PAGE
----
An advanced movement technique in many first-person shooter games where the player utilizes both thumbsticks in console or mouse and keyboard controls on PC to attain a constant circular motion around his enemy while maintaining a steady aim on that target. This practice minimizes incoming fire from the target’s teammates, as any misses are likely to hit and harm their teammate, it basically helps avoid counterattacks while attacking at close range. The player keeps moving in and out of the opponent’s field of view while allowing him/her sustained fire on the opponent. It is particularly useful against opponents that hurl visible projectiles. Circle strafing is also effective in herding a large number of enemies into a compact group as they all attempt to follow the player, and if the group is mixed, has the added benefit of being almost certain to start an infight.
A part of the screen in PC games in which the camera is controlled via free look where the mouse cursor can be positioned to lock the camera in place. The dead zone can be adjusted in some games such as Fortnite and COD Modern Warfare.
Organized electronic sports competitions around video games on PC or console, often played for a cash prize and recognition. Considered by many to be one of, if not the first real esports competition, The Red Annihilation event (1997) kicked off and left an immediate imprint.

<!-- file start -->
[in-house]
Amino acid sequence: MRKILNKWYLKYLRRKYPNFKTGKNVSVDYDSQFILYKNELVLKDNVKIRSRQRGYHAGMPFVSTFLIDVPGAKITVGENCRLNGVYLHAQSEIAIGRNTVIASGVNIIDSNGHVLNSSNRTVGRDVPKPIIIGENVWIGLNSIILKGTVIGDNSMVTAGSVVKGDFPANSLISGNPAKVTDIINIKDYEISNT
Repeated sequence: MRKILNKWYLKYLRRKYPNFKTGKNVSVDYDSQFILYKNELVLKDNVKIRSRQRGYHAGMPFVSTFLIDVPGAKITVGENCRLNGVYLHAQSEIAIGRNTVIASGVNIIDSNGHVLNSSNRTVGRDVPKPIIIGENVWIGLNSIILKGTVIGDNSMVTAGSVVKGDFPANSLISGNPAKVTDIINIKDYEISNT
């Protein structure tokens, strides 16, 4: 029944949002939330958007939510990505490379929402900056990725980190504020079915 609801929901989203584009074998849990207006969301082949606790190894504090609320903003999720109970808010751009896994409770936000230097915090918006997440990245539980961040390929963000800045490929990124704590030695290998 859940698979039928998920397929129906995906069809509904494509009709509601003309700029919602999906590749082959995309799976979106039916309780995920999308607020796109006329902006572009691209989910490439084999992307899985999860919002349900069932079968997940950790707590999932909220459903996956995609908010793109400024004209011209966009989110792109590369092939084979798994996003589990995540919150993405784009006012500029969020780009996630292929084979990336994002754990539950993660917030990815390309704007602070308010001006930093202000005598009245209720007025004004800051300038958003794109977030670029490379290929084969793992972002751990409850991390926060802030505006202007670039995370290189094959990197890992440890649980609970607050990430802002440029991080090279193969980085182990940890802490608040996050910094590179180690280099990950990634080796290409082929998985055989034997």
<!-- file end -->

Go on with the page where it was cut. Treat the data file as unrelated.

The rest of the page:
An abbreviation for Field of View is the extent of the observable game world that is seen on the display at any given moment in first-person video games. It is typically measured as an angle, although whether this angle is the horizontal, vertical, or diagonal component of the field of view varies from one game to another. A higher FoV means you’ll have more peripheral vision, but can result in distortion effects when set too high.
The FOV may change depending on the aspect ratio of the rendering resolution. In PC games and modern game consoles the FOV usually increases with a wider aspect ratio of the rendering resolution.
Frames per second (fps)
The rendering speed for any game on your screen is measured in frames per second. The faster a game’s framerate, the smoother it appears. Both 30fps and 60fps are considered standard, but FPS games need to run at higher frame rates to avoid making players feel disoriented.
A popular activity that has dominated the video game culture recently, it’s basically performing a repetitive and time-consuming action in video games in general and FPS games in specific before being able to advance. Prevalent in online games, where it is alternately considered an annoying waste of time or an enjoyable necessity, depending on the player’s attitude. Many PC games have taken steps to reduce the ‘grind’, including doing away with traditional ‘leveling’ systems or allowing the player to temporarily ‘boost’ themselves to match the difficulty of NPCs in a given area.
A Head glitch is when an FPS player hides behind cover where the top of their head is the only showing part, yet has a full vision and can fire freely at enemies without obstruction.